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School Board Hits Brick Wall On Financial Oversight Committee

By Teresa Rochester

It was a straightforward mandate from the City Council to the School Board: Establish a Financial Oversight Committee and receive a $2.1 million bail out grant.

But the Board of Education hit a brick wall Thursday night when it attempted to get the committee off the ground.

With only four members present, (Julia Brownley, Pam Brady and Margaret Quinones were absent) the board was unable to garner the unanimous votes necessary, when board member Dorothy Chapman attempted to add to the statement that the committee will operate openly and under the rules of the Brown Act and report directly to the Board of Education.

"Though I agree with the implied message, I think we need to make it very clear and explicit," Chapman said. "This is public perception we're talking about here. I'm not trying to be difficult or frivolous here. I really think for public perception and to rebuild trust with the public we need to be very clear about the intent of the Financial Oversight Committee."

Calling the wording redundant, fellow board members shot down Chapman's proposed addition, resulting in a parliamentary tug-o-war, five failed votes and the issue being tabled until the board's next meeting in the hopes more board members would be present.

"I'm happy to see (the Brown Act) is implied," said board member Brenda Gottfried. "The additional language seems to be redundant."

Gottfried suggested the statement about the Brown Act be moved to the comments section of the item, but Chapman wouldn't budge, insisting that it be spelled out in the wording of the recommendation.

After the meeting Gottfried said moving Chapman's amendment to the comments section was a compromise on her part. She added that Chapman's statements about public perception were overstated.

For some in the audience, Thursday's deliberations were oddly reminiscent of the Santa Monica City Council's unusual move two weeks ago to reject the $2.1 million bailout grant for the district and reconsider it the following week.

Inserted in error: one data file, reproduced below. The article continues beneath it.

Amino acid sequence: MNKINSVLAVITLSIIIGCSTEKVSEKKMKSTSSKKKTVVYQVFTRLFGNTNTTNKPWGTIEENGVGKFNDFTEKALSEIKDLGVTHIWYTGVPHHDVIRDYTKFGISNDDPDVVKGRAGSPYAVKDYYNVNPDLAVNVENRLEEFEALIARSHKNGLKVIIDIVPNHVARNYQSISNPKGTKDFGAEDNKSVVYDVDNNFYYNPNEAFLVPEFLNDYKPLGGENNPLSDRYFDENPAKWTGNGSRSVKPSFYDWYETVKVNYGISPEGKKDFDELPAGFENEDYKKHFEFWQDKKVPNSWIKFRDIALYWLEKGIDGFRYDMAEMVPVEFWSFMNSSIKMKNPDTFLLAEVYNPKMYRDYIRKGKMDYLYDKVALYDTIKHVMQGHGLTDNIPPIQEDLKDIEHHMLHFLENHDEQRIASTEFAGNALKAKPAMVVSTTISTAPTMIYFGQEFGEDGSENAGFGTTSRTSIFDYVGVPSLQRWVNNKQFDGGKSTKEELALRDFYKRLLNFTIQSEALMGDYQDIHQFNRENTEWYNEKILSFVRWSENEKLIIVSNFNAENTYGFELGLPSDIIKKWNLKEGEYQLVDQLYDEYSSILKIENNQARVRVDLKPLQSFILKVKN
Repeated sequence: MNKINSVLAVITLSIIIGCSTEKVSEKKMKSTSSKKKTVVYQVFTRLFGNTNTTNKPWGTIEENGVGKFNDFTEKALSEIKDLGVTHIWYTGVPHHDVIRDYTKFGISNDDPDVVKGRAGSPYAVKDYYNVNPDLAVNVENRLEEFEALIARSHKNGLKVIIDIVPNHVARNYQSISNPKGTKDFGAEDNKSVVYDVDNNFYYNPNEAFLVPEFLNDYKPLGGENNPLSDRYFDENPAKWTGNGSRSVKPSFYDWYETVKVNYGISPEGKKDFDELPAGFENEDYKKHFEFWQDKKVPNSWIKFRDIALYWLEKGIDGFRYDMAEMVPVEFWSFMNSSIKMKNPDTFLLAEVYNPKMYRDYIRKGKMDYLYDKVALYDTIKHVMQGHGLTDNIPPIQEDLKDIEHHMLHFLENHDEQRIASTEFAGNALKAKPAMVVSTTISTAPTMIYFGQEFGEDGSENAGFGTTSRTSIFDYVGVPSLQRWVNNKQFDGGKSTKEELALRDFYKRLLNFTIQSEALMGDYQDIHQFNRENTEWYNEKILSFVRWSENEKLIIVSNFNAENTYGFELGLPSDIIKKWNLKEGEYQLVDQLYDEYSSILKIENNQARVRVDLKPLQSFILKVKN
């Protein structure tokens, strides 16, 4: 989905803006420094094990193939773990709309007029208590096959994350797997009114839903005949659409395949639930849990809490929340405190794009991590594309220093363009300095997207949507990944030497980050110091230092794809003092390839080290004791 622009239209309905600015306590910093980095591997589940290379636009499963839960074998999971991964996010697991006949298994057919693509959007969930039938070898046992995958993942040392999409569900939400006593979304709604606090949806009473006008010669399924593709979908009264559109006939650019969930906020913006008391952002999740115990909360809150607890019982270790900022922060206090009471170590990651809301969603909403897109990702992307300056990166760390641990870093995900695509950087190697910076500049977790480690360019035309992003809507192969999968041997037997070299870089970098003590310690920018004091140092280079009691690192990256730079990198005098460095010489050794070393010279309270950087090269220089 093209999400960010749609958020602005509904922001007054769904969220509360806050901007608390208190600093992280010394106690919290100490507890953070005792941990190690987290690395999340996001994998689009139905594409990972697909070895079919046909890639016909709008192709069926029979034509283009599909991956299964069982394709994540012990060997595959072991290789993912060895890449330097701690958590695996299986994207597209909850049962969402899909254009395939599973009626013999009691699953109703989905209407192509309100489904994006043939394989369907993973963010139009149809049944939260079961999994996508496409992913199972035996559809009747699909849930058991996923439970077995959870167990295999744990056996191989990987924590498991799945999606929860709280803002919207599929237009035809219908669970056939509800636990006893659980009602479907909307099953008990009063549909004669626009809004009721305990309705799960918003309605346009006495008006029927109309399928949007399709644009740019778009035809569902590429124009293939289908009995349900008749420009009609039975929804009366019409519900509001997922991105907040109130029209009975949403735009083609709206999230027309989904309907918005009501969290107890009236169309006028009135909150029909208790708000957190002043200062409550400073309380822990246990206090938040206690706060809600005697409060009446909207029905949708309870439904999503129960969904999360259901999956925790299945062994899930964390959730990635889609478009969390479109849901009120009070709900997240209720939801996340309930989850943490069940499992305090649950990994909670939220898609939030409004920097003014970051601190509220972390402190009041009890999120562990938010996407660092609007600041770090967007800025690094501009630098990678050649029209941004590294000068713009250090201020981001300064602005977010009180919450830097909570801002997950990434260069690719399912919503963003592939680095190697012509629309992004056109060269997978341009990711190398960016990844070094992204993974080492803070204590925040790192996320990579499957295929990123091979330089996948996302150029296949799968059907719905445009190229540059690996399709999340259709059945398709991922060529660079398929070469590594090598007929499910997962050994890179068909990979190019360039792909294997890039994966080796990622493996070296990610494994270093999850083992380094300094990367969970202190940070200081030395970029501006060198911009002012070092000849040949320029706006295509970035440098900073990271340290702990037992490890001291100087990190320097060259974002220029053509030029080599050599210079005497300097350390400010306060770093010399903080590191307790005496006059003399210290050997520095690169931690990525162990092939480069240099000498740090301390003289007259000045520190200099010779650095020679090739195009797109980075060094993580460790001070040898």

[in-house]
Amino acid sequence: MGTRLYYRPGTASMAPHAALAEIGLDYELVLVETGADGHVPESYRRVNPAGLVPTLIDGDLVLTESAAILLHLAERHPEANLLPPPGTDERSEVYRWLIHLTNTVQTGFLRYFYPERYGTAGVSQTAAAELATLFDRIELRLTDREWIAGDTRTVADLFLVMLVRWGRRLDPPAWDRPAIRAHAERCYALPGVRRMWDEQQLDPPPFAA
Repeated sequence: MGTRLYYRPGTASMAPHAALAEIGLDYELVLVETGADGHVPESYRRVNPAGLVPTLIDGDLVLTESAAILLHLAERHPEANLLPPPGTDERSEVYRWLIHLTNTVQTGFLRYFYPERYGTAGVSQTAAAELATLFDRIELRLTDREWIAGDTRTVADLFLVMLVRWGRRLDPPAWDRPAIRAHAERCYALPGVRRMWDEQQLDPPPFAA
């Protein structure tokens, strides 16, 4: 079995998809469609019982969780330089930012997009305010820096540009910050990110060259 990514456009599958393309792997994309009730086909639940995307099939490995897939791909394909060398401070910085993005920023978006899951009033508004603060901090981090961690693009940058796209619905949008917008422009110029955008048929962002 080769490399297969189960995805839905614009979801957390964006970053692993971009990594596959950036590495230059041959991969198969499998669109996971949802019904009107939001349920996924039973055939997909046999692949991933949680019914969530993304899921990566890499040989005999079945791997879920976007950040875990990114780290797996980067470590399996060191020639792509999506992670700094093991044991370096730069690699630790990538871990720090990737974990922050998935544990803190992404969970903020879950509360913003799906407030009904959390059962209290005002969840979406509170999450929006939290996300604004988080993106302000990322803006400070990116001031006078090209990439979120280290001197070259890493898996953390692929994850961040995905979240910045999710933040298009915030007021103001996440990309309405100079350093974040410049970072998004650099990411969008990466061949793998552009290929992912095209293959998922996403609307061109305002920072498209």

Deliberations between the five council members present stalled when members couldn't agree on who should mandate a financial oversight committee - the district or the council - and at what point the money should be released.

The council finally reached an agreement this week, mandating that when the board established a financial oversight committee the city would release the bailout grant. In its decision the council stated the committee would operate openly and under the state Brown Act.

Parent David Cole seemed dismayed at the board member's actions.

"That's how dedicated they are to not open the process," Cole said. "They are not willing to listen to the will of the people or the will of the City Council."

In a separate action, however, the Board of Education did approve the formation of a committee to study the renewal and possible increase of Santa Monica's and Malibu's parcel tax. If recommended by the committee and approved by the board, the parcel tax would appear on November's ballot. The tax generated $2.3 million last year for the beleaguered district.

The board also authorized the district to hire the consulting firm Fairbank, Maslin, Maulin & Associates, to the tune of $20,000, to conduct voter surveys about the tax.

Superintendent Neil Schmidt said that if the committee okays the idea of placing the tax renewal on the ballot, the committee would then have to organize a campaign committee to raise approximately $100,000 to get the word out to voters.

"This is a very important thing," said Board President Todd Hess. "It is long-term income, not a short-term fix. It's something we can count on for a long time."

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